In a first-of-its-kind project, the Solar Electric Light Fund (SELF), a U.S. non-profit organization that promotes the use of solar energy in the developing world, has teamed with the Amazon Association, a conservation and sustainable development NGO based in Brazil and Italy, and OnSat Network Communications, to bring solar power and broadband wireless Internet access to the isolated Xixuaú-Xipariná Ecological Reserve in the heart of Brazil’s Amazon rainforest.
WASHINGTON, D.C. 2002-03-27 [SolarAccess.com]
In addition to a satellite dish, the new solar panels provide electricity for refrigerators for vaccines and snakebite anti-venom, a medical diagnostic device that can upload information to the Internet for use in telemedicine, new computers and lights at a just-built school for local children, and a pump to deliver fresh water from the Rio Jauaperí.
Previously, power needs at the Reserve were met with an improvised — and unreliable — combination of kerosene, diesel, and wood. Making use of the Internet or e-mail meant a forty-hour boat ride to the nearest population center, the city of Manaus.
Situated in one of the most pristine parts of the Amazon rainforest, the Xixuaú-Xipariná Ecological Reserve is home to several hundred Caboclo Indians, as well as a rich biodiversity that includes manatees, dolphins, black caymen, harpy eagles, jaguar, spider monkeys, and giant anteaters. The Reserve is the focus of wide-ranging study by a number of Brazilian and international ecologists, botanists, and zoologists.
The Solar Electric Light Fund was invited to undertake the project by the Amazon Association, a group composed largely of the Reserve’s Caboclo residents, who seek to improve their quality of life without exploiting and degrading the fragile surrounding ecosystem. Solar PV power was recognized as a dependable, non-polluting energy technology that could be introduced with sensitivity to the setting, while producing electricity to meet a number of vital needs, and helping to stem a growing exodus to overcrowded, overburdened cities such as Manaus.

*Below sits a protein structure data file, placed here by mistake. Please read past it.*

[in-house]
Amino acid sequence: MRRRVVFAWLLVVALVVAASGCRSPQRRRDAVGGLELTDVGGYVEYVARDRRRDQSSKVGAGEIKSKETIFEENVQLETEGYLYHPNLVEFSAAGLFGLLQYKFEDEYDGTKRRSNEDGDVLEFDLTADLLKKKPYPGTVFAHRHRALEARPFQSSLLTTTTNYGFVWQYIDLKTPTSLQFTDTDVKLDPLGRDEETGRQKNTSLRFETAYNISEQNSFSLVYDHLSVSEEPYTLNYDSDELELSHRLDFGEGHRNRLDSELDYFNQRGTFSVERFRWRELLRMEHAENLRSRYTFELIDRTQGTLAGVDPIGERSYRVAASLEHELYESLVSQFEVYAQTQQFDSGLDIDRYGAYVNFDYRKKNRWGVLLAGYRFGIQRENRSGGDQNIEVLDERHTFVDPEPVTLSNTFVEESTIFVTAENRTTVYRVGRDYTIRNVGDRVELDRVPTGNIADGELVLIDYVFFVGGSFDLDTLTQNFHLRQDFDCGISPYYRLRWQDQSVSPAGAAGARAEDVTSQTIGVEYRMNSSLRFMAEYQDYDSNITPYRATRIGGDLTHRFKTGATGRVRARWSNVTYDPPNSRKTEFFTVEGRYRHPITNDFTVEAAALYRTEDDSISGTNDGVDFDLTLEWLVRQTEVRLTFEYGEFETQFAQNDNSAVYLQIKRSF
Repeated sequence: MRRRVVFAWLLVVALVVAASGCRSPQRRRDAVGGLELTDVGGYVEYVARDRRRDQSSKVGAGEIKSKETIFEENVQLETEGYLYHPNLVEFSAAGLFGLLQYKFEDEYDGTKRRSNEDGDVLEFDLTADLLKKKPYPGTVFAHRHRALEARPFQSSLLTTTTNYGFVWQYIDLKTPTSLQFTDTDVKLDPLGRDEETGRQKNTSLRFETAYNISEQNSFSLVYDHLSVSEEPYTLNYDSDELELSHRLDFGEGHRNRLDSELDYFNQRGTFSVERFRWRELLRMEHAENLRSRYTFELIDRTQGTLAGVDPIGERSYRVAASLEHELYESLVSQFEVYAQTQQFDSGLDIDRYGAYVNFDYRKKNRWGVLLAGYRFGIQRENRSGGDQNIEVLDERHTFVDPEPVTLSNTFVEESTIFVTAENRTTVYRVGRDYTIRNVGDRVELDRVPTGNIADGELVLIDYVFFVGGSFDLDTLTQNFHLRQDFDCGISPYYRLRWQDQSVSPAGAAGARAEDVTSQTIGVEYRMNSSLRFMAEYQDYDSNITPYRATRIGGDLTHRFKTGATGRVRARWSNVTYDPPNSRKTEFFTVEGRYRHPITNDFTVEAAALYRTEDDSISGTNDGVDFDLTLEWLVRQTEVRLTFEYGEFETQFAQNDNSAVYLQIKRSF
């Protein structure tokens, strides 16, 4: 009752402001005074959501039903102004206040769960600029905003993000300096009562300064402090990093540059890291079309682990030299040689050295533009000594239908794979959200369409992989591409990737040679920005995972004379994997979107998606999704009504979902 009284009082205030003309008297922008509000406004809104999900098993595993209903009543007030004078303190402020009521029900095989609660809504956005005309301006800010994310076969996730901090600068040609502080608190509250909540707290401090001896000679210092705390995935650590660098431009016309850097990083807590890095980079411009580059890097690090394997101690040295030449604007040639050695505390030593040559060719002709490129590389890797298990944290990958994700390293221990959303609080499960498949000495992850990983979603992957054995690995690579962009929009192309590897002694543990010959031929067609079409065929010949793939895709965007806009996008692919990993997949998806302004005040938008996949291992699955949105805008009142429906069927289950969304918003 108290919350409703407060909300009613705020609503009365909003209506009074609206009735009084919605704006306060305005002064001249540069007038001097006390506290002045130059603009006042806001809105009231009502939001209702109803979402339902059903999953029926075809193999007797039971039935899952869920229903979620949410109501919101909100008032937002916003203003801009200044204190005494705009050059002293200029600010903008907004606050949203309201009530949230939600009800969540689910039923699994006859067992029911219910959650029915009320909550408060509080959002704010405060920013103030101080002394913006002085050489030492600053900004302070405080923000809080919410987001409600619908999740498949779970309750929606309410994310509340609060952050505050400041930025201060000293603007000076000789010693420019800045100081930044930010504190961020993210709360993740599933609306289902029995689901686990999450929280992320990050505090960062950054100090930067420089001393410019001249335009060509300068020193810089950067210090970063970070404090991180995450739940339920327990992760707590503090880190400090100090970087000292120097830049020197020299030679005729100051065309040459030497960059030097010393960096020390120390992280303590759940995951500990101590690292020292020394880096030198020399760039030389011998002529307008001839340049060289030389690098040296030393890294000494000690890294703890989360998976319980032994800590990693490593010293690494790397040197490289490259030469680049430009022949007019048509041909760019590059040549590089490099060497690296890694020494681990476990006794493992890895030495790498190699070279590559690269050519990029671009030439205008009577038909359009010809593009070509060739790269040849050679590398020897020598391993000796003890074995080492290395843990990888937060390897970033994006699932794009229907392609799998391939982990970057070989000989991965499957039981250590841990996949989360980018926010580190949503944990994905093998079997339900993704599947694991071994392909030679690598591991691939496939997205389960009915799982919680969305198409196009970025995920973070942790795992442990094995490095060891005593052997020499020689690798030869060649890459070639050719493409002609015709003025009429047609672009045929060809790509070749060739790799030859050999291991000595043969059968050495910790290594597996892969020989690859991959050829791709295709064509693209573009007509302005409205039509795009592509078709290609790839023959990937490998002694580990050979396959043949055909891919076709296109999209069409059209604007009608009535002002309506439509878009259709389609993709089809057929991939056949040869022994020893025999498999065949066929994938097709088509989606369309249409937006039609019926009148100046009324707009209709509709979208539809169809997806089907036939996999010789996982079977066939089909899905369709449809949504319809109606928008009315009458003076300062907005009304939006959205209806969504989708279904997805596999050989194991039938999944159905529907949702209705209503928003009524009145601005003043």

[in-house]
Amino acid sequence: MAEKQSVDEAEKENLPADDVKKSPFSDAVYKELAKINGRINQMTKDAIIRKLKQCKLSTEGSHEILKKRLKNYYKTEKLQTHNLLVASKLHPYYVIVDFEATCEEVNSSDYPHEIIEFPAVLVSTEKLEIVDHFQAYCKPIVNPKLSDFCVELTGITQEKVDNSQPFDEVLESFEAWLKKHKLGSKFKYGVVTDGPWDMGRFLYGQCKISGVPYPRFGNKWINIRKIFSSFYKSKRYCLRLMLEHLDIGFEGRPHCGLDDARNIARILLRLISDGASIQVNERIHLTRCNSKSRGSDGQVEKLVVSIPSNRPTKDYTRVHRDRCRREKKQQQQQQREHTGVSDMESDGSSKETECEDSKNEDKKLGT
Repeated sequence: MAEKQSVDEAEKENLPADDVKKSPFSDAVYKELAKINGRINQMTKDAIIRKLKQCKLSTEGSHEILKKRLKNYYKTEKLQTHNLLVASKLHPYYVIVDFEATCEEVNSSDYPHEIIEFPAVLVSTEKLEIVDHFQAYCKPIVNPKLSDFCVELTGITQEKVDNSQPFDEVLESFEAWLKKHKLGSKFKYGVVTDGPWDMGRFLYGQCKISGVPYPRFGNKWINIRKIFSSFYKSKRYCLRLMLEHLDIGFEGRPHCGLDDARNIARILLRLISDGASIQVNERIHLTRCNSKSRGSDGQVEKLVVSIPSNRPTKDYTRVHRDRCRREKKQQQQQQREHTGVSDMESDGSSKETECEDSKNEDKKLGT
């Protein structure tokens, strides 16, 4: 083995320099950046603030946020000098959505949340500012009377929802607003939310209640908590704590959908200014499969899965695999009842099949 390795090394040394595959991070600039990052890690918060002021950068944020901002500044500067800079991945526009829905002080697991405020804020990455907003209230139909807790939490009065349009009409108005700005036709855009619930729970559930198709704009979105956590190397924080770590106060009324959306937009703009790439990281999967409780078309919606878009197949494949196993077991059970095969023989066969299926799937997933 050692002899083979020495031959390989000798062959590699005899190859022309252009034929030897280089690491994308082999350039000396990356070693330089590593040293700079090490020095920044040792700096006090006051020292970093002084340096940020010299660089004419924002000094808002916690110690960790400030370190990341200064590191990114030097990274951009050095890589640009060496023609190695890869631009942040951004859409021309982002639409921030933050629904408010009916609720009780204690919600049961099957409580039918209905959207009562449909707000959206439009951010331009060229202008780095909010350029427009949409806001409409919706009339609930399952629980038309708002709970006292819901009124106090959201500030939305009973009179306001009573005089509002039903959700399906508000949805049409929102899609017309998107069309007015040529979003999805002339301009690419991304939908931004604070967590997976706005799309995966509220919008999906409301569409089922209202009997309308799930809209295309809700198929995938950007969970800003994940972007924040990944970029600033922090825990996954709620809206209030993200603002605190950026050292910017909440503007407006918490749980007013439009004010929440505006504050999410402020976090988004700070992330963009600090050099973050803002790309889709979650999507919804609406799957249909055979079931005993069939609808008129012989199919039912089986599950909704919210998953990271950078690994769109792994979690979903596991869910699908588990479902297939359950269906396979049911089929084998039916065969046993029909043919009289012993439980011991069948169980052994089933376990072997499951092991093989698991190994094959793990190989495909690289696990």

Solar-powered Internet access creates rich possibilities for telemedicine, distance learning, e-commerce involving locally made handicrafts, and coordination of visits by eco-tourists. It will also facilitate closer collaboration between scientists and their far-off colleagues.
“We think the project will revolutionize life here in the Reserve,” says Joao Soarez Gomez, a village elder. “It will mean that opportunity can come to us, rather than us pursuing it somewhere else. We can stay rooted in this place and community that we cherish, and not give up the chance for our children to be educated, or to receive good health care when they fall sick. There is strong pressure on native people to become part of a culture that treats nature as just a treasure chest to be plundered. This gives us the power to hold to our own values.”
The Xixuaú-Xipariná project marks the first time that solar-powered satellite Internet access has been brought to a remote part of the Brazilian rainforest, and exemplifies how wireless power and wireless communications can help developing nations leapfrog to state-of-the-art information and communications technology. Residents of the Reserve now enjoy high-speed Internet access, and reliable power that produces no greenhouse gases or utility bills, all without laying so much as an inch of cable for power or data.
Overall leadership for the project was provided by the Washington D.C.-based Solar Electric Light Fund. Connectivity was made possible through a satellite dish installed and operated by OnSat Network Communications of Salt Lake City, Utah. Installation of the solar equipment was carried out by the Institute for Sustainable Development and Renewable Energy (IDER), a Brazilian NGO based in Fortaleza.
The project was funded through the generosity of the Ernest Kleinwort Charitable Trust of London, England.
It is anticipated that the initiative will serve as a model that can be replicated elsewhere in the Amazon basin, other tropical forests, and any number of pristine wilderness areas around the world.